Islamic School ban co-education in Uttar Prades:India
One more acute example of injustice in the name of religion.I am nobdy to blame any particular religion, but unfortunately the interprater of religious books thinks that they have every right to pass such kind of vedict.
The condition of women in India is very bad, they are treated as subordinate or you can say slave.If i say some something about one particular community, the siyuation is even worse.The litreacy level is quite low in case of muslim population, and in case of women it just 50%.
This kind of incident, of not allowing co-education, is going to backfire in long run.They are already a marginalised section of society and this kind of move will make the condition worse.
When and how , they will understand that knowledge is the only sourse of liberation and power, probably the clerics know it better, thats why they want to deprive women from this realisation.
Describing co-education in schools as ‘‘anti-Islamic and against the sharia’’, Uttar Pradesh Board of Madrassa Education (UPBME) has
banned the system in seminaries across the state. This has evoked strong reactions from clerics and community members who oppose the ban. Most community leaders say that with the limited means and scope of education of Muslim children, such restrictions will deprive them of learning.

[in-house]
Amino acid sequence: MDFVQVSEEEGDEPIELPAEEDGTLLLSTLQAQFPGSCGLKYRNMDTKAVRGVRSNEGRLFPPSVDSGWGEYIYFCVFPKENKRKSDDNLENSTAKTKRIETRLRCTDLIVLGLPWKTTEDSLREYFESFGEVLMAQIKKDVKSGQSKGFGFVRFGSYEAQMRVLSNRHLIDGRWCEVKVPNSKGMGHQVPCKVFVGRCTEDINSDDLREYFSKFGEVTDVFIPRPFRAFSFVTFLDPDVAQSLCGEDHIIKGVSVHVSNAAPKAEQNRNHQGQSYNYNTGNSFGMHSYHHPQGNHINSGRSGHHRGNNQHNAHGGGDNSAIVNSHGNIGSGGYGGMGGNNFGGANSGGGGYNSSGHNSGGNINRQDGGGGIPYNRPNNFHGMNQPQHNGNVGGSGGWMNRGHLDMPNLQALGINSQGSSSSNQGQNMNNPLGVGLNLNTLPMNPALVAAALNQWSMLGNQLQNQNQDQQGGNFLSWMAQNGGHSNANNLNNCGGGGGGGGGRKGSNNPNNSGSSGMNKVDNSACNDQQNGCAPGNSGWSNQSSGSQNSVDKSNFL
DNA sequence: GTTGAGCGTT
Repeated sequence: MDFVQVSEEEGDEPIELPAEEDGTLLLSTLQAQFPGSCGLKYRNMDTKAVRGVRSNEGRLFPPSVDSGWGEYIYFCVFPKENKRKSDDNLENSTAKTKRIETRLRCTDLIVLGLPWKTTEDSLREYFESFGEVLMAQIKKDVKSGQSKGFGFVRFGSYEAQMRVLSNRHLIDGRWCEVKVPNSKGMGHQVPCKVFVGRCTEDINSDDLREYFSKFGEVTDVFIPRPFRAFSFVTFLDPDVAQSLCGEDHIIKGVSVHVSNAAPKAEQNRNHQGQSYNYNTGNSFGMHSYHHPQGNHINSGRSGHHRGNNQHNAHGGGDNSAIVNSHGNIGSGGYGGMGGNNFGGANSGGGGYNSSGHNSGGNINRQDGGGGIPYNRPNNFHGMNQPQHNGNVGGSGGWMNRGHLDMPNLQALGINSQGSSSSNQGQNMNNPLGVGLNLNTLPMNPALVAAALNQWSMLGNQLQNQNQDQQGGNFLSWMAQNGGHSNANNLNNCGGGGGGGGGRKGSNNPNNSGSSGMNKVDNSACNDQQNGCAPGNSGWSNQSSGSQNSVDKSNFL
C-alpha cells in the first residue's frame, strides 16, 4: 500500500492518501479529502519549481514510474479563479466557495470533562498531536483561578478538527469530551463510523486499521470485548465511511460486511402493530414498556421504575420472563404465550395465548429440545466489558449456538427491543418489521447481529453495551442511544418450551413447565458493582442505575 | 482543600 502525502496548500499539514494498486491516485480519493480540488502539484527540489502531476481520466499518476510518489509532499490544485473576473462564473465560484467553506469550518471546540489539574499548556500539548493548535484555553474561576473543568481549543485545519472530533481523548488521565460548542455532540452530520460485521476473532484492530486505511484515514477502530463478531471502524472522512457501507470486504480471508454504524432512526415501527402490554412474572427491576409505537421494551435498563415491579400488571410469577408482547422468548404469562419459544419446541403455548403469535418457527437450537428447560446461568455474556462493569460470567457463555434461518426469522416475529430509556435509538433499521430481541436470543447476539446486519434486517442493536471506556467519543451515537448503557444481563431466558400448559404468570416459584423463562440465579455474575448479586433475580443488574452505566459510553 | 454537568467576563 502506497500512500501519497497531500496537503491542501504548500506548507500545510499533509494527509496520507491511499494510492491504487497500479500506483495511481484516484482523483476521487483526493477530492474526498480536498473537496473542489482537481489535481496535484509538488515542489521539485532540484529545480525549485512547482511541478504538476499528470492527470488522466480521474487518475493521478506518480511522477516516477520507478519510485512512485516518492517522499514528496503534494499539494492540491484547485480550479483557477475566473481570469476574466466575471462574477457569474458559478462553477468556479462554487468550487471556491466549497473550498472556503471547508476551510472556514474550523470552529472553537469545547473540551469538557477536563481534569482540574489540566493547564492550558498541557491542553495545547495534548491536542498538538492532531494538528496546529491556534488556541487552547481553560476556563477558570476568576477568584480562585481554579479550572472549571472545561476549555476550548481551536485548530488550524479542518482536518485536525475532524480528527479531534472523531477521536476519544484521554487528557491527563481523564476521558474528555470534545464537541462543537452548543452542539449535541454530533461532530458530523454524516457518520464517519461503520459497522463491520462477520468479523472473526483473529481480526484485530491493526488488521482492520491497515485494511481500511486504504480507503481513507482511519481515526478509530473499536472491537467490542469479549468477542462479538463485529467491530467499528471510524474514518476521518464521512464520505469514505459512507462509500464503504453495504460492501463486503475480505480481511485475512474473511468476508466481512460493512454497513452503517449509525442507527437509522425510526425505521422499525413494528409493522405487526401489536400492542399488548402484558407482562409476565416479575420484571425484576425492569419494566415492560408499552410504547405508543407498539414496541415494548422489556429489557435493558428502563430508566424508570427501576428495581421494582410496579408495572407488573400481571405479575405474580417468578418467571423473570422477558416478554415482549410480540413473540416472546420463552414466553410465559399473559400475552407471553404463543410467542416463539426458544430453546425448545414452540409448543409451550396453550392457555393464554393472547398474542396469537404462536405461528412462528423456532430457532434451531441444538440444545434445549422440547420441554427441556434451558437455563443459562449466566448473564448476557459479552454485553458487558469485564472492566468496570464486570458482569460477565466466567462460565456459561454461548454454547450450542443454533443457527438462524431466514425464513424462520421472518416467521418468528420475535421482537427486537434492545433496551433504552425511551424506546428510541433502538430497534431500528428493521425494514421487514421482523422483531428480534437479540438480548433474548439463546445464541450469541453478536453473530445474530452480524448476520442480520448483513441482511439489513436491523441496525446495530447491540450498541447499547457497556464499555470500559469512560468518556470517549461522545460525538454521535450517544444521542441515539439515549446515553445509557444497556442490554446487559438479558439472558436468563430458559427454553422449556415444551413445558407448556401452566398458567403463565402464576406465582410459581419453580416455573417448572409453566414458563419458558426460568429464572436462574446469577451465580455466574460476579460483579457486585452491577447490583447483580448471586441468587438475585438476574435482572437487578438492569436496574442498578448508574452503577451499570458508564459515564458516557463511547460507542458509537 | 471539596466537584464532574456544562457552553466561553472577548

In his defence, UPBME chairman Haji Rizwan Haq said that in Islam, ‘parda’ (veil) is essential and co-education encourages ‘‘be-pardagi’’ (women without veils). This, he says, flies in the face of sharia and since madrassas are centres of Islamic education, it’s important to implement the sharia in these institutions,’’ Haji Rizwan said.
‘‘In a madrassa, we tell students to follow the tenets and traditions of Islam. The education stands on the two pillars of Quran and Sunna. Islam doesn’t permit free interaction between boys and girls,’’ the Haji said.
In UP, there are more than 16,000 madrassas of which only over 1,900 are affiliated to UPBME. There are some seven lakh students. Specific courses framed on specialisations like Maulvi and Munshi (equal to matriculation), Aalim (BA), Kamil and Fazil (MA). Although only a few madrassas allow co-education, particularly in regions with specific institutions for Muslim girls, UPBME members believe that such a ban won’t affect a majority of students. But some clerics, who oppose the ban, disagree.
‘‘As it is, the tendency to send children for education is not very prevalent (within the community). Such restrictions will further discourage them,’’ says Maulana Khalid Rashid Firangi Maheli, Imam of Eidgah Aishbagh.